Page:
Out of the big three credit rating agencies, Standard and Poor’s*, Moody’s and Fitch, the only credit rating agency that still gives the United States a AAA Sovereign Credit Rating is Moody’s (Aaa equivalent). However, since Fitch downgraded the United States Sovereign Credit Rating from AAA to AA+ (1st August 2023) due to the debt ceiling crisis, Moody’s have announced that a government shutdown would negatively affect the country’s credit rating.
In early August 2011, Standard and Poor’s downgraded the United States Sovereign Credit Rating from AAA to AA+ which followed an acrimonious and bitter debate in congress regarding national debt. They went on to say that the budget deal that was brokered between the Republicans and the Democrats did not do enough to address the gloomy outlook for the US finances.
Moody’s analyst William Foster recently advised that current evidence shows political polarisation is making policymaking in Washington DC weaker due to higher interest rates putting pressure on government debt affordability. A government shutdown would further enhance this evidence. Mr Foster went on to say “If there is not an effective fiscal policy response to try and offset those pressures … then the likelihood of that having an increasingly negative impact on the credit profile will be there, and that could lead to a negative outlook, potentially a downgrade at some point, if those pressures are not addressed.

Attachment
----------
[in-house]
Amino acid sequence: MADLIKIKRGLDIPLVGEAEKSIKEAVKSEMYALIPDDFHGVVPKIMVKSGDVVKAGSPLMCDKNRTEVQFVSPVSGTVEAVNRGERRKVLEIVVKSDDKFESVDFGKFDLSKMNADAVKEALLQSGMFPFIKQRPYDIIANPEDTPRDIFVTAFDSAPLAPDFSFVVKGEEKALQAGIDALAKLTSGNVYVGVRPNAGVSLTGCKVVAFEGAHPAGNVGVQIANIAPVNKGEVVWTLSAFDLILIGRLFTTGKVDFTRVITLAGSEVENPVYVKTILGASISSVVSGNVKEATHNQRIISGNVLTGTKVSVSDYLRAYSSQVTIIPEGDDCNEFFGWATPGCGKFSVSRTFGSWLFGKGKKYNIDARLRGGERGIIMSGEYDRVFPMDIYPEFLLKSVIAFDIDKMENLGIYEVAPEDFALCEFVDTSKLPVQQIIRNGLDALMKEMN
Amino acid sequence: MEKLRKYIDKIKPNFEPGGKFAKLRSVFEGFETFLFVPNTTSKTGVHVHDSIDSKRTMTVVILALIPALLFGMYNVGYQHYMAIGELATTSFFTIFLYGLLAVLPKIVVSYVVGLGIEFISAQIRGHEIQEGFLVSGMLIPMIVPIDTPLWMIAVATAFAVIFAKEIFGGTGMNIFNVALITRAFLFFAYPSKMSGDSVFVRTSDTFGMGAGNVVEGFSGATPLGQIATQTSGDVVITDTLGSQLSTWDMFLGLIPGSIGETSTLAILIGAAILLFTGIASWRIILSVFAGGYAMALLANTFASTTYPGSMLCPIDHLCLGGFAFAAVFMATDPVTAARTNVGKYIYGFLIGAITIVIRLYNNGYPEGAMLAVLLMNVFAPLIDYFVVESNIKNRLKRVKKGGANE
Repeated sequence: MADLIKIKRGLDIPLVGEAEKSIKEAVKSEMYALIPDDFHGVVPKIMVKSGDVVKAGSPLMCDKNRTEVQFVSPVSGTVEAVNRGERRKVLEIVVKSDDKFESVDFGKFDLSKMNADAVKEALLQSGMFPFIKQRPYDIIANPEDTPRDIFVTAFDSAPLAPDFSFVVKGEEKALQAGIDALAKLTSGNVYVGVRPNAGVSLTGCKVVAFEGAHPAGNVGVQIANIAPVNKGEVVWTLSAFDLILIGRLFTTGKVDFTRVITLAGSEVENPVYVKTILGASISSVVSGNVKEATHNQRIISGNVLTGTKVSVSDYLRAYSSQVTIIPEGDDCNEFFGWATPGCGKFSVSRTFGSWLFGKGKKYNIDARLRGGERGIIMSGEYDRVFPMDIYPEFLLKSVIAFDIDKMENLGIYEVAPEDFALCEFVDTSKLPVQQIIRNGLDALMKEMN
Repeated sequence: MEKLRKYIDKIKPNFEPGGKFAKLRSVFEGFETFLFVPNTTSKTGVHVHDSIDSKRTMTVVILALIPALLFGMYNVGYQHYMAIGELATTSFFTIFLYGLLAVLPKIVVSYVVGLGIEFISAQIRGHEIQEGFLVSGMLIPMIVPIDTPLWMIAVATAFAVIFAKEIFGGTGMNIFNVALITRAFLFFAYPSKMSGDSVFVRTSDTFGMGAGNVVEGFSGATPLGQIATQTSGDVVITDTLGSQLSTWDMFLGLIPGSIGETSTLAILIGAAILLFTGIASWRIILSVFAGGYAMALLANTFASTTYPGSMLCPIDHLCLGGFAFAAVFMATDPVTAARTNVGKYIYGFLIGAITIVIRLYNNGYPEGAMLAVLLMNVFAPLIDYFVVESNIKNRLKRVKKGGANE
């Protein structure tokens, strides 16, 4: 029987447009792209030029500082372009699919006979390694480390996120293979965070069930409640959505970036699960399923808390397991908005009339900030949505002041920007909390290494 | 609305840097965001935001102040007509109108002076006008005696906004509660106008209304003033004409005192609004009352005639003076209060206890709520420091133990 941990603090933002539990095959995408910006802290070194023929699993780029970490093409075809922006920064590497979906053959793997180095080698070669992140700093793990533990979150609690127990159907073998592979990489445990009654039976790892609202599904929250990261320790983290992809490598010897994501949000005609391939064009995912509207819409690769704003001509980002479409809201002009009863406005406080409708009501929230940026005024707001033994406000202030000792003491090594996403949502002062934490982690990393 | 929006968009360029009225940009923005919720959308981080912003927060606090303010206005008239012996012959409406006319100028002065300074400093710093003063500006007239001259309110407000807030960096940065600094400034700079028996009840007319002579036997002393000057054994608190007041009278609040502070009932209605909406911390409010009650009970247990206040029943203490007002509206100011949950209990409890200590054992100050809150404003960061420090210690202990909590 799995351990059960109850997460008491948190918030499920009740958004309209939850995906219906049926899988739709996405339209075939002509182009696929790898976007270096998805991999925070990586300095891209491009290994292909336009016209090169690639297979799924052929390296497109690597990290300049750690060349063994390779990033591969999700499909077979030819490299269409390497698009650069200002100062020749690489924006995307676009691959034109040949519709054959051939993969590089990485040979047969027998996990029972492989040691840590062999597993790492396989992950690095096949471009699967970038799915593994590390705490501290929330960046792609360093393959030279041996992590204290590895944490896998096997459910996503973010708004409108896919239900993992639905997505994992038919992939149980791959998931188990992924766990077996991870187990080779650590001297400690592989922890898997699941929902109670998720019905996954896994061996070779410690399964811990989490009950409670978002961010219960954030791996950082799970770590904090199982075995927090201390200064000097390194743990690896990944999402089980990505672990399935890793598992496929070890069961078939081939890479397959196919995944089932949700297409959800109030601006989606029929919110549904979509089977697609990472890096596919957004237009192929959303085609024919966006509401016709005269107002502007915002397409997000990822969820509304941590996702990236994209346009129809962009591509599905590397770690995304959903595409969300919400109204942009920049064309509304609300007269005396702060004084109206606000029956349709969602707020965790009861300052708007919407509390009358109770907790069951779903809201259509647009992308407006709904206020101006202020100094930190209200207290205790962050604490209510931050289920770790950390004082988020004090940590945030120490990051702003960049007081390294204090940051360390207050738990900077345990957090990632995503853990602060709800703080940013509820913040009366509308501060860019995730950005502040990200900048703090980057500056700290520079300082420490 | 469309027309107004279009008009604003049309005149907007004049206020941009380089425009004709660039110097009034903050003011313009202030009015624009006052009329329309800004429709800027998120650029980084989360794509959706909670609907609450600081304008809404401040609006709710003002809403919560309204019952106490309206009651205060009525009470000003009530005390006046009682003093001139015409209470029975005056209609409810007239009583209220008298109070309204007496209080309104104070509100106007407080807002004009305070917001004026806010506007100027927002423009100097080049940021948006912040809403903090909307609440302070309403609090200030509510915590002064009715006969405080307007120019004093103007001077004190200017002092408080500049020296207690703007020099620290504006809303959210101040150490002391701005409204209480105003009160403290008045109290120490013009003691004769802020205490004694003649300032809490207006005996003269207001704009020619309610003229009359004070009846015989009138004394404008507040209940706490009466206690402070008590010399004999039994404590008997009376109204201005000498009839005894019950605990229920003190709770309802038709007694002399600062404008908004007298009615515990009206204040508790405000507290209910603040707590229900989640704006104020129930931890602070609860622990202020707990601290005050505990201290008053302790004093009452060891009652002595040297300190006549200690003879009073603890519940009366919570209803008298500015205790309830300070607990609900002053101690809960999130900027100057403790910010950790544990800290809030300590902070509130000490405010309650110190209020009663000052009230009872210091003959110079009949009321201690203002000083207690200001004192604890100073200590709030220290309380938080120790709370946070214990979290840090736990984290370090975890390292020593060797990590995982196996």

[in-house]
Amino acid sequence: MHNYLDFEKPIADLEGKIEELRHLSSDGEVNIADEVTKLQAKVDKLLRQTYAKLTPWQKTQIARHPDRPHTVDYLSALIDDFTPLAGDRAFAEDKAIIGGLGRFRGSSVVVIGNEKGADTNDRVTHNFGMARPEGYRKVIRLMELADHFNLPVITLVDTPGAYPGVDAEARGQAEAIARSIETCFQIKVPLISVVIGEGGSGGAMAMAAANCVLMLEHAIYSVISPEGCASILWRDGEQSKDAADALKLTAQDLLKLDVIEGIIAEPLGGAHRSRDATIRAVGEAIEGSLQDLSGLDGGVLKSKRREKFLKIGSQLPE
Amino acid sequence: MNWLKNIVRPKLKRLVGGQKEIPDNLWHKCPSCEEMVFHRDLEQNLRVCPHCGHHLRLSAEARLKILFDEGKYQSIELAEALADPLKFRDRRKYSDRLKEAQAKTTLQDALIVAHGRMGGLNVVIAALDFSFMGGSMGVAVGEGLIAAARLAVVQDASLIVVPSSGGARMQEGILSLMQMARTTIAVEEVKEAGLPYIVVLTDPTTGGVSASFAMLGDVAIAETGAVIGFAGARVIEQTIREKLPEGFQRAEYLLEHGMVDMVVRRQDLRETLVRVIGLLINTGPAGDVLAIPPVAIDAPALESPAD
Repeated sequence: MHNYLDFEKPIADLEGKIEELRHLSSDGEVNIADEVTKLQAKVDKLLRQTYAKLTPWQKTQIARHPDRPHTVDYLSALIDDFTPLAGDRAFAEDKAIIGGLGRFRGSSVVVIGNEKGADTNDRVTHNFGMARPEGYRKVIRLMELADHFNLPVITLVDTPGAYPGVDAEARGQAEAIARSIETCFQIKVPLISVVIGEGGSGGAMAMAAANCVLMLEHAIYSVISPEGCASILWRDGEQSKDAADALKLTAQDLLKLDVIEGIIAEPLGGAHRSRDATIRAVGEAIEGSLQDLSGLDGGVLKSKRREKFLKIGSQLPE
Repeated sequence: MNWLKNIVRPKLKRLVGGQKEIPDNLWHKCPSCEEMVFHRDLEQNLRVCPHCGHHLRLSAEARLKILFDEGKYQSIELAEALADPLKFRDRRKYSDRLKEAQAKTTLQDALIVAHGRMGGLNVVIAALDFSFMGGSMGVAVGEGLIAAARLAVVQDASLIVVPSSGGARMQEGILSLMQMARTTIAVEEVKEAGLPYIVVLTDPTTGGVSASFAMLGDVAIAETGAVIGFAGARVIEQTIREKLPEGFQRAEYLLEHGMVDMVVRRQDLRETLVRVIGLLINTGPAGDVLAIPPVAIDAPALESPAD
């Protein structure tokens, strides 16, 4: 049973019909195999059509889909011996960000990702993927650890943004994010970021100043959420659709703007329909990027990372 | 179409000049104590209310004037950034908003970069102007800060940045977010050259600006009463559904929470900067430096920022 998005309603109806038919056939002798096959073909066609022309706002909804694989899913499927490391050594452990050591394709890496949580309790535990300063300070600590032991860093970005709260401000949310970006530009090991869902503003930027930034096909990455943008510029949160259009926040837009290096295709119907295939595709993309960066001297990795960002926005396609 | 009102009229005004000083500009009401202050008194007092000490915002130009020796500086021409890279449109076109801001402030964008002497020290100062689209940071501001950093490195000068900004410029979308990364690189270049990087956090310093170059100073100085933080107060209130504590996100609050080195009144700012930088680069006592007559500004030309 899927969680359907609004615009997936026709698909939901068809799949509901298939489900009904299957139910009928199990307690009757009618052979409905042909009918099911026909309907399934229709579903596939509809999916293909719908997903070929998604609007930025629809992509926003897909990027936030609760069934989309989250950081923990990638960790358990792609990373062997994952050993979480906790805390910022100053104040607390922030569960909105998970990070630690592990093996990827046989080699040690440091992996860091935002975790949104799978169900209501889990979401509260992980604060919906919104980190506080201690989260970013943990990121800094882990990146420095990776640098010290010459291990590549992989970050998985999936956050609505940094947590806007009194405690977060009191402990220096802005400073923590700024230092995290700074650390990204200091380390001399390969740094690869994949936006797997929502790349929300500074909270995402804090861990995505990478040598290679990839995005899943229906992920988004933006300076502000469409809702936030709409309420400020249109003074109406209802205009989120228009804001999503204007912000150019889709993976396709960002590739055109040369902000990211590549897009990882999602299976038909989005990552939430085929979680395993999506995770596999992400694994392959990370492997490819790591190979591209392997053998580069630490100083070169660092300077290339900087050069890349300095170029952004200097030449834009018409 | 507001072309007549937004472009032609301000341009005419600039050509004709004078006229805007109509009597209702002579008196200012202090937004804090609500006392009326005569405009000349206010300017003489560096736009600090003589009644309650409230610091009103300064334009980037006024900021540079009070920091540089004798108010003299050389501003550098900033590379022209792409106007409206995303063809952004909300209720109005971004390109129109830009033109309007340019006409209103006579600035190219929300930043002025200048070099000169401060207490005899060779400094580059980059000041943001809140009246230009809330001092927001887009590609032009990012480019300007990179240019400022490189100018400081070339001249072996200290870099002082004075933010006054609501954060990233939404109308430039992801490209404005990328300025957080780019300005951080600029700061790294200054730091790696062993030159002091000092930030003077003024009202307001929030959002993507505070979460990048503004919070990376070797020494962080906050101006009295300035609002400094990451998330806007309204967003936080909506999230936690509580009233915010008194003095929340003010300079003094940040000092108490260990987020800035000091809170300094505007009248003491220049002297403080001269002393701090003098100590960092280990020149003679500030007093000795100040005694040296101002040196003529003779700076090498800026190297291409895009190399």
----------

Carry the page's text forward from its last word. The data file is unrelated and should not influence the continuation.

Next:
The upshot is that due to the usual political machinations, the United States may well lose their last coveted AAA sovereign rating, (Moody’s Aaa), and the country may perhaps look less creditworthy and could be looking at paying higher interest on their debt. Indeed, updated costs on the shutdown from experts estimate that the cost to the US economy could be in the region of USD6 Billion per week.
If bill HR 5860 had not been passed, the Federal Reserve would have had to fly blind without any data especially as employment and inflation data is due in early October, data that has an impact on interest rates. Thankfully, the Federal Reserve will receive this data, but once again the elected officials are doing their best to make it difficult for the unelected officials or experts to run the economy of the country, and do not think for one minute that a new Speaker of the House will bring the curtain down on continuing arguments over the federal budget. Matt Gaetz and his pals in the far right Freedom Caucus will continue to fight for spending cuts unless the Democrats at least begin to try and meet some of their demands.